Wakeelah Cocroft-Aldridge, IL

Senior Writer

Formerly a High school Teacher, Wakeelah holds a BA in English and an MAED with Curriculum Technology. She is currently a Freelancer / Columnist. Her work includes education writing, magazine articles, creative writing, and, at times, taking on project management roles. Through her column, she interviews, transcribes, and authors profiles of gospel music artists. Her goals are (but are not limited to) devising children’s novels, mysteries, screenplays, songs, and continuing to pen poetry and shape stories. Wakeelah looks forward to working with storytellers to transform their stories into tangible memories.

As a Story Terrace writer, Wakeelah interviews customers and turns their life stories into books. Get to know her better by reading her autobiographical anecdote below.

The Comfortable Conversation

“Why aren’t you guys talking?” My sister glared at us, exasperated.

We were fishing partners – my grandfather and me. While we were fishing, we learned how to have a conversation without a peep. We didn’t even have to open our mouths. I guess it was something only we understood.

Our fishing days began with my sisters and me accompanying Daddy (we’d lovingly call him) on his fishing trips. Without trying, we’d make his life difficult – losing his car keys, leaving the car door open causing the battery to die, getting our lines tangled, or making him pull our hooks out of trees.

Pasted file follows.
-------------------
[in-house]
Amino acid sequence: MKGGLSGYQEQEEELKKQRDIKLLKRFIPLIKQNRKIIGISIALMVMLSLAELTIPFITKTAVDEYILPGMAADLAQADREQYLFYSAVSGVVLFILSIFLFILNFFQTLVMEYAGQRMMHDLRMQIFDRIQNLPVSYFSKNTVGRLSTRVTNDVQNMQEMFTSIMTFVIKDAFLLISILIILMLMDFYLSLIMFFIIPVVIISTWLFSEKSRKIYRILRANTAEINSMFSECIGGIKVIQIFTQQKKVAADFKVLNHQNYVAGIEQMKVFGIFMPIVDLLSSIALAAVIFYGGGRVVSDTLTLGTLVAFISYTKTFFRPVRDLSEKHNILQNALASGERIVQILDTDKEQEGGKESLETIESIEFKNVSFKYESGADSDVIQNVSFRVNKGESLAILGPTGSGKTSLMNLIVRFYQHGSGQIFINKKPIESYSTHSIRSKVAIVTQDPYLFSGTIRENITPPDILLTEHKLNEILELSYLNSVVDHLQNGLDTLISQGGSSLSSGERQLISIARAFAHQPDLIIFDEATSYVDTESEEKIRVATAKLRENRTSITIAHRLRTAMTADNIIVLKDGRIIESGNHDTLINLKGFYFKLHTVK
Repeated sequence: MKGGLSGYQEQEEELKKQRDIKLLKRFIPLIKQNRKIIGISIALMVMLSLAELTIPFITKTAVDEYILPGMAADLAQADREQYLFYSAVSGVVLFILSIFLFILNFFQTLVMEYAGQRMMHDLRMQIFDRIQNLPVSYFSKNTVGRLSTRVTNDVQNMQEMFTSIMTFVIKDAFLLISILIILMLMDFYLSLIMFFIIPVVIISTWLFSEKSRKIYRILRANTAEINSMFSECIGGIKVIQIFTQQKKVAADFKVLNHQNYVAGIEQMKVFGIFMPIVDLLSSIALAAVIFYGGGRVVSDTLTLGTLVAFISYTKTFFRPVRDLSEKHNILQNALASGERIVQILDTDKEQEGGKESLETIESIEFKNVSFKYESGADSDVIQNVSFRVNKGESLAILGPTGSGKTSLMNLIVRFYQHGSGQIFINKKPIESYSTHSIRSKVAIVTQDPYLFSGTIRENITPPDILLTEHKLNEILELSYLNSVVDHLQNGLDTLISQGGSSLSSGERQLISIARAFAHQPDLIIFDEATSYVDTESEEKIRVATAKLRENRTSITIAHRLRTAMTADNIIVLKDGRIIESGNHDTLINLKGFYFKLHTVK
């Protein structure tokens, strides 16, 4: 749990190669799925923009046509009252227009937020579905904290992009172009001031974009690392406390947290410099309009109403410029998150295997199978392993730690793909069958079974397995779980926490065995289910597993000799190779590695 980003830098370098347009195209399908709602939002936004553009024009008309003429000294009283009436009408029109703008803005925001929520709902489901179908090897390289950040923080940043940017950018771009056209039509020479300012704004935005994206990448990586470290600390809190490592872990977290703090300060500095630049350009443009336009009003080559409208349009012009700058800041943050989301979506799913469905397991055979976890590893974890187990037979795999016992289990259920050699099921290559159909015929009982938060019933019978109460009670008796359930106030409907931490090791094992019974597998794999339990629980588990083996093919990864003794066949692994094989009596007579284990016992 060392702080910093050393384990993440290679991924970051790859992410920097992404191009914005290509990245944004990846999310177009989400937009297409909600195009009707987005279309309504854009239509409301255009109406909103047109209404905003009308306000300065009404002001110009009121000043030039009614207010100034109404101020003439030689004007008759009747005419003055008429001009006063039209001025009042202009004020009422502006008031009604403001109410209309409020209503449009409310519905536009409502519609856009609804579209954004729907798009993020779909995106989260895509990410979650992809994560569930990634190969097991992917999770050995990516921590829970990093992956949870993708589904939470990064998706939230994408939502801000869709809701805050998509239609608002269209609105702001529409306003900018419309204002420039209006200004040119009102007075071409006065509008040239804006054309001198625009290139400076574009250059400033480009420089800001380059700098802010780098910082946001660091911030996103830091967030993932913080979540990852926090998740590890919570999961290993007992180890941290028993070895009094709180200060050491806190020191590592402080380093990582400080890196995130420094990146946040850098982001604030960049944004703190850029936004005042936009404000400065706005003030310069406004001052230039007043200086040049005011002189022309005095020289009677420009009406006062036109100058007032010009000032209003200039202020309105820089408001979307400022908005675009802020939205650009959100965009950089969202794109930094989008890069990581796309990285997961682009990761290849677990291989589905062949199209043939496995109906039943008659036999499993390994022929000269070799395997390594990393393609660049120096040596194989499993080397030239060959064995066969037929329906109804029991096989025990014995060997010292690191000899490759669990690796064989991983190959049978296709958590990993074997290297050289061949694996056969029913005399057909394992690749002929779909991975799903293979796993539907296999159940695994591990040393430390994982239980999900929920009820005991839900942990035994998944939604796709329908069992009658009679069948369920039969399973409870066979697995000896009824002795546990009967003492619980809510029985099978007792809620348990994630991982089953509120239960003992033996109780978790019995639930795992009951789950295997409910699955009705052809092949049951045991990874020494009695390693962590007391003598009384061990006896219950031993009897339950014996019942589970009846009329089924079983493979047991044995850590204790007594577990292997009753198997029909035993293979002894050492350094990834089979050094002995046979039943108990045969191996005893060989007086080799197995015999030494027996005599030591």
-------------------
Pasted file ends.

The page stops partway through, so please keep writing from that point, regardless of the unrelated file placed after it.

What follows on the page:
Daddy would respond with such patience: finding the car keys, securing a battery jump, and untangling or cutting the line to respool the reel. We eventually got some fishing in.

On into my adulthood, it whittled down to me and him. I just kept on doing a lot of the same things, except for losing his car keys and running the battery down – and I drove. Despite these things, that gracious, loving man would respond with the same patience.

After we got past my fishing follies, we would fish and settle into our routine of comfortable silence. We were talking to each other, having great conversation – we just weren’t moving our lips. A peace settled on us like plush blankets. We understood… this was our dialogue.

One of my sisters came with us on this occasion. She couldn’t sit still. “Why aren’t you guys moving? Don’t you walk? Why aren’t you guys talking?”

I shook my head.

Daddy chuckled. “Why don’t you sit down and fish?” His admonishment was softened by the warmth and humor in his voice as he combed through his tackle box.

She sighed. “I’m going for a walk.” Her footsteps could be heard traipsing through the high reeds.

Daddy kept chuckling and I joined him in quiet laughter as I watched her head toward the castle-like structure at the far end of the reservoir. I looked over at him exploring his tackle box. Our rods were cast, bobbers resting on the waves.

What my sister didn’t know was that Daddy and I were talking. She reached her destination as we settled back into our routine, back into the comfortable silence that surrounded us. With the sun overhead, we waited for the fish to bite – or not – and continued our conversation.

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